"Bates, Denison, FAMC and others promote the idea of maintaining a significant portion of one's assets in certain types of precious metals, specifically certain types of gold and solver with Christian financial advisers."

The two men quote extensively from the Bible in their sales pitch, the plaintiffs say.

"Bates states that: 'FAMC's mission is to raise the level of understanding about how our economy and monetary system works, expose how the economic elite of the world have devised a system we call Commercial Babylon, communicate how that system transfers wealth through dishonest weights and measures in the monetary system, and communicate specific asset allocation recommendation or others to avoid being a victim of their schemes,'" according to the complaint.

The plaintiffs say Bates relies on a "world's end, sky is falling" approach to encourage Christians to buy precious metals from his companies.

The class claims Bates lures Christians with statements such as: "'Life as we have known it in the United States is about to change and change drastically ... '

"'The two things that will determine whether you and your family are wiped out by the storm are knowledge and action ...'

"'When the economic storm hits and you've acted to move part of your assets into the precious metals, you won't be standing in line worrying ... you'll be the wise and faithful steward of the resources God has entrusted to you ...'

"'That's why we've provided this information on how to storm-proof your assets by acquiring previous metals ...'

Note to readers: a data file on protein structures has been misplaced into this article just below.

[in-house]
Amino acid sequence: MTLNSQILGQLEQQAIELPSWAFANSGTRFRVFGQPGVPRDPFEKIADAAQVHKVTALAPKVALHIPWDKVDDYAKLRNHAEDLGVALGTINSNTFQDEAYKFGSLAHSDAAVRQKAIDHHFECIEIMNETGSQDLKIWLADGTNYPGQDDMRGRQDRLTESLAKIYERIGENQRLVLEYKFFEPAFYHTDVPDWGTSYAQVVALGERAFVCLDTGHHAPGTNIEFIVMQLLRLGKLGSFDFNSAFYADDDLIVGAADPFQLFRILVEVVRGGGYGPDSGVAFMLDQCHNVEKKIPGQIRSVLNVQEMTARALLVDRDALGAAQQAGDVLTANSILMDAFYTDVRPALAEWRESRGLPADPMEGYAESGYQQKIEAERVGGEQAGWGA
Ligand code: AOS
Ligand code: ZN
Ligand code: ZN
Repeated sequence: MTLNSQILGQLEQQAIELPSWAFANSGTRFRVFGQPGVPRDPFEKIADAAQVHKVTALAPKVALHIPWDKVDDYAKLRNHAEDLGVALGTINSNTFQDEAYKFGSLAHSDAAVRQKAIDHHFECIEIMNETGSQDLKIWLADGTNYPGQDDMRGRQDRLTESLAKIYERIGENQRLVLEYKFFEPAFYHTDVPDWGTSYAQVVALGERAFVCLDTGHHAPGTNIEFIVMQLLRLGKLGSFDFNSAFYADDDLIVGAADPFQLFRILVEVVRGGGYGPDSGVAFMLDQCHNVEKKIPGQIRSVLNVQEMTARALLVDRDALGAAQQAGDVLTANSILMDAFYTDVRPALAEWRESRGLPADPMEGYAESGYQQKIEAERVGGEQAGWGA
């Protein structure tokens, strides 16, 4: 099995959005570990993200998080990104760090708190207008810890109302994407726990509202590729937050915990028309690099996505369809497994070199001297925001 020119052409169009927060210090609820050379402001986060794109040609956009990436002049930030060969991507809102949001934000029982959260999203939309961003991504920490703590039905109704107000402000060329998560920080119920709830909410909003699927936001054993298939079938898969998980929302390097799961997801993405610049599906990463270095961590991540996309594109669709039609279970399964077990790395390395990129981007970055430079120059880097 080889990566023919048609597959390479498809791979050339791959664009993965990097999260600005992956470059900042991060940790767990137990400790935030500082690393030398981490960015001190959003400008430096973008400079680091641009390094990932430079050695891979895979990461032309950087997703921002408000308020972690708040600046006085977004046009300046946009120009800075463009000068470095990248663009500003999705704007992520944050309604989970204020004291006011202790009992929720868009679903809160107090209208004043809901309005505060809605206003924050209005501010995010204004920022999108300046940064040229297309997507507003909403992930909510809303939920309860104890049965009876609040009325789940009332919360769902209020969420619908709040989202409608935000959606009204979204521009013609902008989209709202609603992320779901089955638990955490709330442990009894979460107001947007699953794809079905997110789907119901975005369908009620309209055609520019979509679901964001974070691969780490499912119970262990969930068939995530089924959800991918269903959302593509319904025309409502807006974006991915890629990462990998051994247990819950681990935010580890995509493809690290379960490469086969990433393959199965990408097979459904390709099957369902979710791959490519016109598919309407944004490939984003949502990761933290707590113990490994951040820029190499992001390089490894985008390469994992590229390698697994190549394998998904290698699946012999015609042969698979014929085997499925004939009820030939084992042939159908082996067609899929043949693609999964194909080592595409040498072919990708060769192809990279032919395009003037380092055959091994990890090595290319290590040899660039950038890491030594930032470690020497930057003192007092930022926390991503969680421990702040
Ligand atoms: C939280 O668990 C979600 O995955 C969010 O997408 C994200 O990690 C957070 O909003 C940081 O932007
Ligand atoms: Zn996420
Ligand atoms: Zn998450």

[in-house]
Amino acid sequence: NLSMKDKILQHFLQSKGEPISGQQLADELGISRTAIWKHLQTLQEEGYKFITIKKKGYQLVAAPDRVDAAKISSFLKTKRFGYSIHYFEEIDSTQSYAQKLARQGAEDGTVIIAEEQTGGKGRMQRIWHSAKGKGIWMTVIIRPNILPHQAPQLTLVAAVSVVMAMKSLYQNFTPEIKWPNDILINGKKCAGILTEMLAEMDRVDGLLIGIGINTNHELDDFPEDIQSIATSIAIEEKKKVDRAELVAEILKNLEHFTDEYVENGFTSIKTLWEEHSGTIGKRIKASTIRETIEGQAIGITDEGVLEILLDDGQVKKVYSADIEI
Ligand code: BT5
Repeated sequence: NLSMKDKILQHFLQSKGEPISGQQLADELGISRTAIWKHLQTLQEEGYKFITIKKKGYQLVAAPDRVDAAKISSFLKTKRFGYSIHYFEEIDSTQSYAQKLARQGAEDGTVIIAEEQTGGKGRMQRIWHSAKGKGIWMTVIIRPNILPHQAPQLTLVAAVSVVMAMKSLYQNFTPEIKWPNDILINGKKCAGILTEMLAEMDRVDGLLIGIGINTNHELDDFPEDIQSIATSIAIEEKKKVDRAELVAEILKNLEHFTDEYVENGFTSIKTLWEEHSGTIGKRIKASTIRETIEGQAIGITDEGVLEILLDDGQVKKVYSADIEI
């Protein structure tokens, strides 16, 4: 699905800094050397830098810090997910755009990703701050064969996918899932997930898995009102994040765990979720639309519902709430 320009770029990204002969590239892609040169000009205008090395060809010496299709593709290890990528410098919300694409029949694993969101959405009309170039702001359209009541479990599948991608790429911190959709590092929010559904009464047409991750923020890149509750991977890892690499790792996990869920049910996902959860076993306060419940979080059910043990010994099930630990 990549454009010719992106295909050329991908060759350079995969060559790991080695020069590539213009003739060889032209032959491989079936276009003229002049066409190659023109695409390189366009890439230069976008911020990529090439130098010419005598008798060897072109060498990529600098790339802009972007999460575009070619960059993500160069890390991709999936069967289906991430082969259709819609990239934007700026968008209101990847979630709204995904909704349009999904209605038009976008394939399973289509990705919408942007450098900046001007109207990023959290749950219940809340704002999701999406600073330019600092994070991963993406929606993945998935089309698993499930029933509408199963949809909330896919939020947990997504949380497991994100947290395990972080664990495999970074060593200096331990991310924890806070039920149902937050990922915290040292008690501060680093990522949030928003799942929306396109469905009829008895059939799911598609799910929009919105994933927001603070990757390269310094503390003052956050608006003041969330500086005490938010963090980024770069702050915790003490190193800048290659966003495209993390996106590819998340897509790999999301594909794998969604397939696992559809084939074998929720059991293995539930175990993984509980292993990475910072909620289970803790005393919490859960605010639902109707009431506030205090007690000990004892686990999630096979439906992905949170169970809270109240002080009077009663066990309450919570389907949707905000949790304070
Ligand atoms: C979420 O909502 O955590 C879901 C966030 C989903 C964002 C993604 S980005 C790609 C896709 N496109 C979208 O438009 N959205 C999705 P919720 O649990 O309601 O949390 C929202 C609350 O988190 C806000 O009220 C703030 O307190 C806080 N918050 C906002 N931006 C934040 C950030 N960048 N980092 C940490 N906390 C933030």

"'I trust the following information and recommendations will be helpful in the stewardship of storm-proofing your God-given financial assets.

"'The greatest shock of this decade is that more people are about to lose money than any time before in history, but the second greatest shock will be the incredible amount of money just a relatively few people will make at exactly the same time. The following information is designed to place you on the receiving end of the wealth transfer.'" (Ellipses in complaint.)

In fact, the class claims, the defendants' actions are intended solely to benefit themselves: "This pattern and practice is illegal, ongoing, has existed since 1984, and now exists solely for the benefit of defendants, who use the money retained by their actions to further their illegal activity, broaden the network of illicit activity, and continue the pattern of preying on unsuspecting individuals across the country by taking their life savings."

Bates told WMC-TV in Memphis that the lawsuit is "pure nonsense" and was motivated by a disgruntled former employee and political opponents.

Orlowski and Cechin seek $80 million in actual, treble and punitive damages and injunctive relief on claims of breach of contract, unjust enrichment, fraud, tortious misrepresentation, wrongful trover and conversion, breach of trust and fiduciary duty, tortious conspiracy, and mail and wire fraud.

They are represented by J. Houston Gordon of Covington, Tenn.